By: Dominic Sanfilippo – Staff Writer
Pope Francis convened hundreds of bishops from all around the world in the Vatican for a historic Extraordinary Synod to hear testimonies about the complexities, joys and struggles of Catholics families and discuss church teaching about the family Oct. 5.
Francis opened the synod, which is defined by the United States Conference of Catholic Bishops as an assembly “who assist the Holy Father by providing counsel on important questions facing the church,” by exhorting his fellow church leaders to speak “without fear … and, at the same time, [listen] with humility and welcome with an open heart what the brothers say.”
Throughout the past year, speculation has run rampant over whether any changes to church doctrine or practice will emerge on key topics related to the family like homosexuality, divorced and remarried Catholics receiving Communion, the marriage annulment process and contraception.
However, several participants have told the rumor mill to slow down.
“What’s being discussed at this synod … are not doctrinal issues, but practical ones,” Cardinal Peter Erdo of Hungary said in his report
to the synod.
One key theme from the first few days has been an increasingly loud chorus from some church leaders for the synod to embrace gradualism.
John L. Allen, the associate editor of the Boston Globe’s Catholic news website Crux, described church gradualism in an article Oct. 8 as “the common sense observation that virtues such as honesty or courage aren’t all-or-nothing propositions and that people move toward them through different stages and different speeds.”
Synod discussion of a more measured, moderate approach to the intersection between church teaching and the complexities of people’s daily lives was referenced by Cardinal Donald Wuerl of Washington, D.C., who told Crux that “one of the things I’ve seen in the preparation for all of this, and that our Holy Father keeps speaking about, is meeting people where
Several other prominent church leaders are firmly opposed to discussions of change that are swirling around the halls of the Vatican. Cardinal George Pell, who serves as the head of the church’s financial body, said at a Crux panel Oct. 8 that although he was willing to concede that changes in tone might be needed, doctrinal shift was out of the question for him and many others.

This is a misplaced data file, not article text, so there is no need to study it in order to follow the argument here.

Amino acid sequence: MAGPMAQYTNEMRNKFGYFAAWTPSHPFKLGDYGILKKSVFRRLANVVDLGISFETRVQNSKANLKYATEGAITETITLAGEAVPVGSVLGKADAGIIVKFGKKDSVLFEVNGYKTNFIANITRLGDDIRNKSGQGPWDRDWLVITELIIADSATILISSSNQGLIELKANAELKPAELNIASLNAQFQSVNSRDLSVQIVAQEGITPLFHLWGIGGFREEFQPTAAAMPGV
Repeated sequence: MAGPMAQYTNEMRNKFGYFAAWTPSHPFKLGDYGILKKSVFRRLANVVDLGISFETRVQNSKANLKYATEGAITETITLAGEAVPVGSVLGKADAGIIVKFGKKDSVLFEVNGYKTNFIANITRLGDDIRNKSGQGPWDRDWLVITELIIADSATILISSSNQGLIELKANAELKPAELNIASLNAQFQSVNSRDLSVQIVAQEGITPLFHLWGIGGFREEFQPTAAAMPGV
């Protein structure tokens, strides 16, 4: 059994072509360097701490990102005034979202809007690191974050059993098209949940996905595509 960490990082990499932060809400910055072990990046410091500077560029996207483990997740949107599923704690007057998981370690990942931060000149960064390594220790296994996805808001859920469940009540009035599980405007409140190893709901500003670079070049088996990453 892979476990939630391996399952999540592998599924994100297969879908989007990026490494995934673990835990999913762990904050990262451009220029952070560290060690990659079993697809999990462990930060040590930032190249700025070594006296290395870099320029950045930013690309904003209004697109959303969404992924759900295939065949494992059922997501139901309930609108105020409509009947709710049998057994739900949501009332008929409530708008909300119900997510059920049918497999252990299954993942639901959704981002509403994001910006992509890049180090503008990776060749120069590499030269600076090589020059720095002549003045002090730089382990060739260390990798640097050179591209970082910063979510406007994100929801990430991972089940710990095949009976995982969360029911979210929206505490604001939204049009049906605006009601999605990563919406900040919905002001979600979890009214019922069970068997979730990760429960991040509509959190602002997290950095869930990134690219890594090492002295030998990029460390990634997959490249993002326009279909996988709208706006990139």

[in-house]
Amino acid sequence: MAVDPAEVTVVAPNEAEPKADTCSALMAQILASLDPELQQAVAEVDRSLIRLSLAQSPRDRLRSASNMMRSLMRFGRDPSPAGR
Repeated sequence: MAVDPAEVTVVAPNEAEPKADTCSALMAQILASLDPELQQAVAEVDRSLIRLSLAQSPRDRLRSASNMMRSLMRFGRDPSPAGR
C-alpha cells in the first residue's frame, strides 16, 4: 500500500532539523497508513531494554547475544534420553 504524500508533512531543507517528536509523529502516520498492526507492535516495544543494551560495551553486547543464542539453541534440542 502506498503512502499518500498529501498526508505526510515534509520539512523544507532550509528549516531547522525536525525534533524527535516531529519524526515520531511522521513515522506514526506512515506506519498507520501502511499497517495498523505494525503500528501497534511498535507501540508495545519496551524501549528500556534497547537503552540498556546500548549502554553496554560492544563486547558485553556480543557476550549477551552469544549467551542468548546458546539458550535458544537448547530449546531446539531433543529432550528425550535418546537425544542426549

“Some may wish Jesus were a bit softer on divorce,” Pell said about the fierce speculation around marriage, divorce and Holy Communion, “but he wasn’t. And I’m sticking by him.”
Bishops are not the only ones taking part in the synod. More than 60 other participants are joining the ordained in Rome, Italy, including a married couple from Australia who, to the surprise of many, centered their opening testimony on the gathering on the emotional and sexual intimacy that has kept their marriage vibrant and strong
for 55 years.
“The little things we did for each other, the way we planned our day around each other…were outward expressions of our longing to be intimate for each other,” Ron and Mavis Pirola said to church leaders. “Gradually we came to see…that marriage is a sexual sacrament with its fullest expression in sexual intercourse.”
The couple also spoke about their hope that the synod participants would address the difficult realities that face many lesbian, gay, bisexual and transgender Catholics and their families. They cited the example of friends of theirs welcoming their gay son and his partner into their home for a family Christmas party as, in their words, “a model for evangelization for parishes as they respond to similar situations in their neighborhood.”
Regardless of the different positions and perspectives that people have brought to the synod, one thing that everyone has agreed on is its personal, informal atmosphere that has become Pope Francis’s signature.
“Francis has brought his pastoral style to the meeting,” the Rev. James Fitz, University of Dayton’s Vice President for Mission and Rector, said. “For example, the opening of the synod was broadcast on Vatican TV.”
“Relationships are central to the Christian faith experience,” Fitz said about the impact of the synod on UD, a Catholic, Marianist institution.
“Most of us learn our first community building skills in the family. So strong families are a great gift and witness to the world…the gift of [UD] is to build on this foundation and make our students and graduates of communities, of a just and united world.”
The synod will close Sunday, and its results will be brought up at a follow-up synod in October 2015, when Pope Francis is expected to release a document reflecting on the outcomes of the two synods.